I am supposed to be studying for tomorrow's theology mid-term right now. Plus, I have an unexpected house guest coming tonight, and I leave for a 3-day leadership gathering Thursday morning. It is yet another example of life clumping together, and I am somewhat used to it by now. It means that I have to made good choices in order to put attention and focus to those things that are the most important in this moment, and that is always a good exercise for me. I do believe I am getting better at making the right choices and not adding stress to the mix (that would be a bad choice).
Anyway, on Monday morning there was another clumping together in our household, a collision if you will. Dean and Tea (the little black cat) and the shower door all tried to occupy the same time and space for a brief moment. If you know anything about physics, this simply cannot be done. These three items (one object and two living beings) are not divine nor members of the trinity, so existing within each other is not possible. Something had to give. Surprisingly, out of the three, the shower door was the one that did not come out unscathed. Dean gave way to Tea but threw himself off-balance in doing so; he grabbed onto the shower door, and the shower door gave way to a greater force.
It is amazing that the strong will give way to the weak, most often at cost to themselves. I have seen Dean do this before, putting himself in a difficult position in order to protect a weaker person. It is one of the most beautiful characteristics about him and the sure sign of a trustworthy leader. He will not put others at risk in order to protect himself. He will not mow over the lowly in order to maintain his present status. He will go out of his way to guard those who are in a vulnerable position. And he often pays a cost. Not many may see this, but he pays. Sacrifice always costs, otherwise it would not be true sacrifice. Sacrifice that is acknowledged has some built-in payoff, but sacrifice that no one sees is truly sacrifice.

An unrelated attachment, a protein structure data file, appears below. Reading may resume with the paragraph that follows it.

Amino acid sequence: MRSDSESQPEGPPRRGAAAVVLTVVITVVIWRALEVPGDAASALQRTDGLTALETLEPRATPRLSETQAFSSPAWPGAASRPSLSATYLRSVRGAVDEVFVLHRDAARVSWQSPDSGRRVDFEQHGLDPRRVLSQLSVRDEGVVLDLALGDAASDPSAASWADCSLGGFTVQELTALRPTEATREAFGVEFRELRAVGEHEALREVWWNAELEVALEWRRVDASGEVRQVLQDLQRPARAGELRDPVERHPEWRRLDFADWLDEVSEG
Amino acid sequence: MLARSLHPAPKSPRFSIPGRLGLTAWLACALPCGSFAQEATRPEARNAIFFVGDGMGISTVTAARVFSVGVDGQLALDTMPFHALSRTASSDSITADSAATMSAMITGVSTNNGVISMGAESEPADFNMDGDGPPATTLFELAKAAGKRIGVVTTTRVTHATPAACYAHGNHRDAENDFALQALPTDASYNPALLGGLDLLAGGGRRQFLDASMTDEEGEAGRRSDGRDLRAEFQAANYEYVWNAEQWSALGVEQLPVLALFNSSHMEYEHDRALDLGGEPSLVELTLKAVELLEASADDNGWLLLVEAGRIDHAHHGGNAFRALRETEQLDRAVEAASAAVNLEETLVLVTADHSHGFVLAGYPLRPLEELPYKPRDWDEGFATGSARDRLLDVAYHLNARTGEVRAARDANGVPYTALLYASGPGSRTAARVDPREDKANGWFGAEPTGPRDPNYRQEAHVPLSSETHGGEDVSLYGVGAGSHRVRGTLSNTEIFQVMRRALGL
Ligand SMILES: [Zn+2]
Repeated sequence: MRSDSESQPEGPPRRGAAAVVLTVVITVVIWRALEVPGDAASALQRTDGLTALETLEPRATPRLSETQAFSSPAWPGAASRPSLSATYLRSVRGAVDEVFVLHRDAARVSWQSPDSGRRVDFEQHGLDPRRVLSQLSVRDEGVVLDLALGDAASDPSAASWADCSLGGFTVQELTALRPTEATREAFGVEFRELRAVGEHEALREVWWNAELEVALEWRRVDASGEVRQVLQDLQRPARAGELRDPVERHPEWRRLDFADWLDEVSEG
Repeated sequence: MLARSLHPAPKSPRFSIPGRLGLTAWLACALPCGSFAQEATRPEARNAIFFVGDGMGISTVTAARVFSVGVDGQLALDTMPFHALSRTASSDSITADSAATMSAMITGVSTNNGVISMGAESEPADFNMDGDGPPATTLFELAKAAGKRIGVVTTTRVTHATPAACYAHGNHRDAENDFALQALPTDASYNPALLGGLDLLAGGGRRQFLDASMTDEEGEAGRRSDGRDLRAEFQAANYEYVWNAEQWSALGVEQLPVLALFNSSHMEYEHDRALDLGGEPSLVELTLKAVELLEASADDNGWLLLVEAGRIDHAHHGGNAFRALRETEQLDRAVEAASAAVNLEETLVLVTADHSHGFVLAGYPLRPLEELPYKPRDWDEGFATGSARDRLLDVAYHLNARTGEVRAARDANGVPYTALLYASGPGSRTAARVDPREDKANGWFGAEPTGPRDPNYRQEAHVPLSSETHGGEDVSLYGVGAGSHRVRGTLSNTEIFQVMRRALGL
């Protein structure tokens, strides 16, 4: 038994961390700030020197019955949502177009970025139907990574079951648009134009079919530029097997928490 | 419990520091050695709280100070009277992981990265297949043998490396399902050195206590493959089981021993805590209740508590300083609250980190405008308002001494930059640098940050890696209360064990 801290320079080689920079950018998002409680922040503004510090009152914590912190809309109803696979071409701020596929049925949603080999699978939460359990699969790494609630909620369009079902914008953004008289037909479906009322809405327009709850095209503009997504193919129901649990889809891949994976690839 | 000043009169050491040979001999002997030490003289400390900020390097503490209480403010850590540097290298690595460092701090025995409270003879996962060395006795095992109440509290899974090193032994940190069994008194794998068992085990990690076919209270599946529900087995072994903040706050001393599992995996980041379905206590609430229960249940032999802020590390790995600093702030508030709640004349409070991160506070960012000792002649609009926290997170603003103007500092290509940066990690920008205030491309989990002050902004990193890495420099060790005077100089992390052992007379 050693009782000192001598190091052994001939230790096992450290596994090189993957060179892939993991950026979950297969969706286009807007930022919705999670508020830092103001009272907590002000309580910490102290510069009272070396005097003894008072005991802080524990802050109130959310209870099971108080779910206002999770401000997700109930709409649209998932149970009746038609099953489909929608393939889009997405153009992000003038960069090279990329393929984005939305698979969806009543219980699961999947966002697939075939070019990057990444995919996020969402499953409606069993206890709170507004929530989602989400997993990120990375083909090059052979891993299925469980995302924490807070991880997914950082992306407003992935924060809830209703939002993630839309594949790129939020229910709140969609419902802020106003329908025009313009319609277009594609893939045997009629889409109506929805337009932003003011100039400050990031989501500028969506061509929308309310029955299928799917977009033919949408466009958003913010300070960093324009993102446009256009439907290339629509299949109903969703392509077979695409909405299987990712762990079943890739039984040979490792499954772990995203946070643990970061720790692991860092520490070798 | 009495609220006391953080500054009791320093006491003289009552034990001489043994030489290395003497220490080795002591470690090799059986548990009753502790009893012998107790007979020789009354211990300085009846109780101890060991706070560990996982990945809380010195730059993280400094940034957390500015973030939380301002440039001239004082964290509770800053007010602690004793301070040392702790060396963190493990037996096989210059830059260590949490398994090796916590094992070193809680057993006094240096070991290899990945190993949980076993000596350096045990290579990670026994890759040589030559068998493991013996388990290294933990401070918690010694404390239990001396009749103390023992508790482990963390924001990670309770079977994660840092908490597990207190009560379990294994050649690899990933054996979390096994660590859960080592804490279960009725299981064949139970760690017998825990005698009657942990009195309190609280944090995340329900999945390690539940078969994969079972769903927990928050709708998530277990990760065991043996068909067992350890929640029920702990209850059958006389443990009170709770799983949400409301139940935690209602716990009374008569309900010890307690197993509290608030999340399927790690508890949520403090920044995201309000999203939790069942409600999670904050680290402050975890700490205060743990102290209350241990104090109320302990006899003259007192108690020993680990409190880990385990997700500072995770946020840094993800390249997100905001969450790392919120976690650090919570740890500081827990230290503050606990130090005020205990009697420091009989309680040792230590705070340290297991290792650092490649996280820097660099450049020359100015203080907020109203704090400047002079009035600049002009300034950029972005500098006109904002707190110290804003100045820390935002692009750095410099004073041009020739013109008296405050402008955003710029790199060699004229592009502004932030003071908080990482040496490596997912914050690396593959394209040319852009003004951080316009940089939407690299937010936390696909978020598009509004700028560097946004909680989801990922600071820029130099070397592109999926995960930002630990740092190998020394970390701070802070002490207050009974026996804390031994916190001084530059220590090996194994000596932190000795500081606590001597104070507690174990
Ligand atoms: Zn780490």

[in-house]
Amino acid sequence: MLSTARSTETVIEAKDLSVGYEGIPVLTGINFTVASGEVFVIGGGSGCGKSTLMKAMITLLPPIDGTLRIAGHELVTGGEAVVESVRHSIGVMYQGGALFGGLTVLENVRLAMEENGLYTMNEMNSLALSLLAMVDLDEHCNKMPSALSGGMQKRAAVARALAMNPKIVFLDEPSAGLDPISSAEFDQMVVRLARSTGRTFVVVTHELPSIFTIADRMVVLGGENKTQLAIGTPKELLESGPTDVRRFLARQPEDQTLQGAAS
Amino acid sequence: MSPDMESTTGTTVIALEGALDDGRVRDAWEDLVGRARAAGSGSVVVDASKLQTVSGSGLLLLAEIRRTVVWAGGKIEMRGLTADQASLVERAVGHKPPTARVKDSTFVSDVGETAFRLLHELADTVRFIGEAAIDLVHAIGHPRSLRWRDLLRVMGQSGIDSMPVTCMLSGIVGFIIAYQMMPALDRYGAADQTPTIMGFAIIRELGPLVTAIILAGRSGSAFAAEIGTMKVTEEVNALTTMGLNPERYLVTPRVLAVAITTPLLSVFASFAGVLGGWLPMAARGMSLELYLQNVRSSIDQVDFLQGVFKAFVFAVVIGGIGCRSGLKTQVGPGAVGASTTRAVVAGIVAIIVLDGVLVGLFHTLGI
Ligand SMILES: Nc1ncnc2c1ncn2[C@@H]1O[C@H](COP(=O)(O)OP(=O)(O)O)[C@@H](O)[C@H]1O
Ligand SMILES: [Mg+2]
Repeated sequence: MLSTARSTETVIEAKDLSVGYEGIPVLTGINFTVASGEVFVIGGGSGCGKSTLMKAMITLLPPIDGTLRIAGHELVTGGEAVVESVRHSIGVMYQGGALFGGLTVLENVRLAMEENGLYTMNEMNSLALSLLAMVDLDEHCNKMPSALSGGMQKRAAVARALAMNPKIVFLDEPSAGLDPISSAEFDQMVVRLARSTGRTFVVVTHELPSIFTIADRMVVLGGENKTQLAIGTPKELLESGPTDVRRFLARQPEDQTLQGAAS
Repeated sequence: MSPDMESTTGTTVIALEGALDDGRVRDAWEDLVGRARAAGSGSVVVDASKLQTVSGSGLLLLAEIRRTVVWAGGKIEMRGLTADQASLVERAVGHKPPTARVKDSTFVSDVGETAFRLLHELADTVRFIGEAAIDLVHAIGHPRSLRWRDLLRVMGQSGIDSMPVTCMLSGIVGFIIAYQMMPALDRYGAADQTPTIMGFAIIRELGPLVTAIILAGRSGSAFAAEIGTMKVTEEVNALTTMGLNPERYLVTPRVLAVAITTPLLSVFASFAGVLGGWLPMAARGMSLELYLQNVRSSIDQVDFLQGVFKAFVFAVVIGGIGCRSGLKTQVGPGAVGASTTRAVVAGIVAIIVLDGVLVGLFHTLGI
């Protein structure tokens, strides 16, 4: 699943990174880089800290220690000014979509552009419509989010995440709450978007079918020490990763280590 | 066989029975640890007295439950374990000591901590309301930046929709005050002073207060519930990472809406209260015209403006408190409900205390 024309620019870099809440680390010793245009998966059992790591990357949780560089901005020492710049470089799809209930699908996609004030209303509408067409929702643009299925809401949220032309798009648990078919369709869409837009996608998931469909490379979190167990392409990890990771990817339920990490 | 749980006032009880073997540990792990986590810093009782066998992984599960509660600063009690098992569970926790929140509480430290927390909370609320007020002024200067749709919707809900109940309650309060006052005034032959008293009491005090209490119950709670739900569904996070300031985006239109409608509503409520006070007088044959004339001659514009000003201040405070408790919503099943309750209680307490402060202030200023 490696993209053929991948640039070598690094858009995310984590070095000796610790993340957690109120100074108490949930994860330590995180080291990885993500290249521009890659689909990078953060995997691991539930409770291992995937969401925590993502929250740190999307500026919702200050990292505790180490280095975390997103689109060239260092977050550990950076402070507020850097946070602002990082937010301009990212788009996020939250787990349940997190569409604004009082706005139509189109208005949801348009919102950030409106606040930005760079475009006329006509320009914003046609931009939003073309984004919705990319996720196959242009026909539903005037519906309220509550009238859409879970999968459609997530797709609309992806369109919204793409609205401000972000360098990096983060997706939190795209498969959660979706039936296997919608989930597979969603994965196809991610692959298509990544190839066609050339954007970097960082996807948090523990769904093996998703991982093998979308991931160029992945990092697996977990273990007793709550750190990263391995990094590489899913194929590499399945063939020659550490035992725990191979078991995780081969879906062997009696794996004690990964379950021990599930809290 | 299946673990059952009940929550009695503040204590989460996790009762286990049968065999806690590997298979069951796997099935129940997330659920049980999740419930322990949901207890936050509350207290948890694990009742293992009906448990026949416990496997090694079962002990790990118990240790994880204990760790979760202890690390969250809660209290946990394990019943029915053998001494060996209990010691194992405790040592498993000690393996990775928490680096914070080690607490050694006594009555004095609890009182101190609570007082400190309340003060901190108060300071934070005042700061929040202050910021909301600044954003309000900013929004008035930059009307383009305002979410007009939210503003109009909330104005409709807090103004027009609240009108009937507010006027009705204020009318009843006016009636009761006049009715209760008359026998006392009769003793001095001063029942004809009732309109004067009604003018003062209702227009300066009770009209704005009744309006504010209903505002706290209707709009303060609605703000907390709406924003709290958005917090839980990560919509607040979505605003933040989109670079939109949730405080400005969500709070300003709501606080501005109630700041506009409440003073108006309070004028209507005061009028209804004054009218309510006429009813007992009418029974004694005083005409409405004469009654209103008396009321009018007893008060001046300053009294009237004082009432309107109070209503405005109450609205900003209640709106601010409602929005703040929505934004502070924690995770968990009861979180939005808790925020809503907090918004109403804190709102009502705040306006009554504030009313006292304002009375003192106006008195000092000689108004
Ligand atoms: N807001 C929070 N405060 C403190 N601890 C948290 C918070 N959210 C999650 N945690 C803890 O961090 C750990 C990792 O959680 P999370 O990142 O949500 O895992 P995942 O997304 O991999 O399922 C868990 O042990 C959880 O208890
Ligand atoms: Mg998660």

There are many who sacrifice daily in their lives and we do not know about it. We do not know the time they spend in prayer, lifting us up before God, or the effort they put out to provide resources that we enjoy, or the preparation they go through so that we can eat and live and participate in life in a full way, or the times they rework their own plans so that they can make something happen for us.
I want to say thank you to Dean who does all that for me, and to my family and to many others that I don't know about. Let me never take their sacrifice for granted. And let me never take the sacrifice of Jesus lightly. It makes this wondrous life of grace possible.
These are some benches waiting for someone to occupy them outside St. Joseph's Oratory in Montreal.